Metformin Response Differs By Race

This article originally appeared here.
African-Americans with diabetes have a better glycemic response to metformin.
African-Americans with diabetes have a better glycemic response to metformin.

Race-ethnicity appears to influence the effect of metformin on glycemic control in patients with diabetes, according to research published online in the Journal of Clinical Endocrinology & Metabolism.

L. Keoki Williams, M.D., M.P.H., of the Henry Ford Health System in Detroit, and colleagues examined the effects of metformin on glycated hemoglobin (HbA1c) measurements in 19,672 patients with diabetes, including 7,429 African Americans and 8,783 European Americans.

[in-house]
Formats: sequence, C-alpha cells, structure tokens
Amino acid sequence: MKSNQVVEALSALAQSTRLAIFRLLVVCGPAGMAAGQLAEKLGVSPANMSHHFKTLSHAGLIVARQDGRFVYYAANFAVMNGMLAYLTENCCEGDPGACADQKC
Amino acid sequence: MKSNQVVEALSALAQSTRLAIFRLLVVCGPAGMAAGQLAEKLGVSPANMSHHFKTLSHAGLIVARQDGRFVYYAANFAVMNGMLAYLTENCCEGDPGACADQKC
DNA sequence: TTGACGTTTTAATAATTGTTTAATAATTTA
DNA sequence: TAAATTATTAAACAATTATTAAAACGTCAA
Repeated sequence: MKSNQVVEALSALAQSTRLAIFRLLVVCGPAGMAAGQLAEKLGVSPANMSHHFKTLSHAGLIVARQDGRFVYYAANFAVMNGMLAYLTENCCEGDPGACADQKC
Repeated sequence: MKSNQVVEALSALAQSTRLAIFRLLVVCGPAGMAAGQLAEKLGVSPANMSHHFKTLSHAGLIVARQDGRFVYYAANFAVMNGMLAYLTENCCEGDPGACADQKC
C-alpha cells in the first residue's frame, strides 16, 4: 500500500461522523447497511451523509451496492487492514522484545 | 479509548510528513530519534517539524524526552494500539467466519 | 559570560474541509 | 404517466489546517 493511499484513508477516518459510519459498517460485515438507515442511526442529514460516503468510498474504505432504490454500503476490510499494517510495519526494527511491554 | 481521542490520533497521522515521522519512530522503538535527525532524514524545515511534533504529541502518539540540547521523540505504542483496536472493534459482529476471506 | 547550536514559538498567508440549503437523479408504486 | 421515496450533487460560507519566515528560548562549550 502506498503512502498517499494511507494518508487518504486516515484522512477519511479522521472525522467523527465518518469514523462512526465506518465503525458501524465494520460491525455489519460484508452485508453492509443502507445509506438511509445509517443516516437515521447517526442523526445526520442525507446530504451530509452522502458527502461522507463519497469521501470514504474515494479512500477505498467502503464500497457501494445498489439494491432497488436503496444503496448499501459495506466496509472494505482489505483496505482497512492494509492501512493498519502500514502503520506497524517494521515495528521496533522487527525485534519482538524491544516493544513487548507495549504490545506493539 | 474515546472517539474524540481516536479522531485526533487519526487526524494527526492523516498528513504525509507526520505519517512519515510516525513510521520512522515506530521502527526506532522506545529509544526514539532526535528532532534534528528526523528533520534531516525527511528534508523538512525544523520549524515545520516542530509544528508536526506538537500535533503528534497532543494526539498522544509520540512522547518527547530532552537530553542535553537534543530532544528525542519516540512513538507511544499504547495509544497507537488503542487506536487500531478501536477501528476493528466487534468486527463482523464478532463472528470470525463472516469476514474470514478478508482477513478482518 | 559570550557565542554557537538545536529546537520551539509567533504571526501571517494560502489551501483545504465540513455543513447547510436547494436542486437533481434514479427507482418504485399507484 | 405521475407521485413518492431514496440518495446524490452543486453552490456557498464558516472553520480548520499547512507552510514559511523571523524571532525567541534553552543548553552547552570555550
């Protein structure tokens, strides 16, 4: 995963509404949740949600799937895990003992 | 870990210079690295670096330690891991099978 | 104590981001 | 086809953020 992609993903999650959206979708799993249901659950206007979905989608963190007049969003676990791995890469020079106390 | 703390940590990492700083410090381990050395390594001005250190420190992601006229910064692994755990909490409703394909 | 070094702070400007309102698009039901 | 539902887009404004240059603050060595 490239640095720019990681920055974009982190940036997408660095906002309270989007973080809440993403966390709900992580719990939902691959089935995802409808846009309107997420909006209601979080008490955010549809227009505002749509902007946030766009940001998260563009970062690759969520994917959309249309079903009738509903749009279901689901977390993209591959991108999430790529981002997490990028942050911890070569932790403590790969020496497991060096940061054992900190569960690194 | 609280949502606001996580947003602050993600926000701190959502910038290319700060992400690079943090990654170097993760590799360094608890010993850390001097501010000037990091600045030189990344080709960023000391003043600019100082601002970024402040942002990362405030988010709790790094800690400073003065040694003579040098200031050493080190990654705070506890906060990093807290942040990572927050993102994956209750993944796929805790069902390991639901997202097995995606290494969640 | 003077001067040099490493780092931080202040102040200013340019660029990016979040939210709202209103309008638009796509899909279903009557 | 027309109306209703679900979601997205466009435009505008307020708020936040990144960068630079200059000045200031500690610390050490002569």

The researchers found that baseline HbA1c levels among patients with diabetes were higher in African Americans (7.81 percent; 61.8 mmol/mol) than in European Americans (7.38 percent; 57.1 mmol/mol). Metformin therapy, compared with no use, was associated with a 0.62 percent (6.8 mmol/mol) reduction in HbA1c level.

Reduction in HbA1c levels was significantly greater in African Americans than in European Americans (0.90 percent or 9.8 mmol/mol versus 0.42 percent or 4.6 mmol/mol; P < 0.001). Regardless of baseline HbA1c level, use of metformin was associated with lower HbA1c levels in African-American patients.

"African-American individuals appear to have a better glycemic response to metformin when compared with European Americans," the authors write. "Further studies are needed to determine whether this translates to commensurate reductions in diabetes complications."

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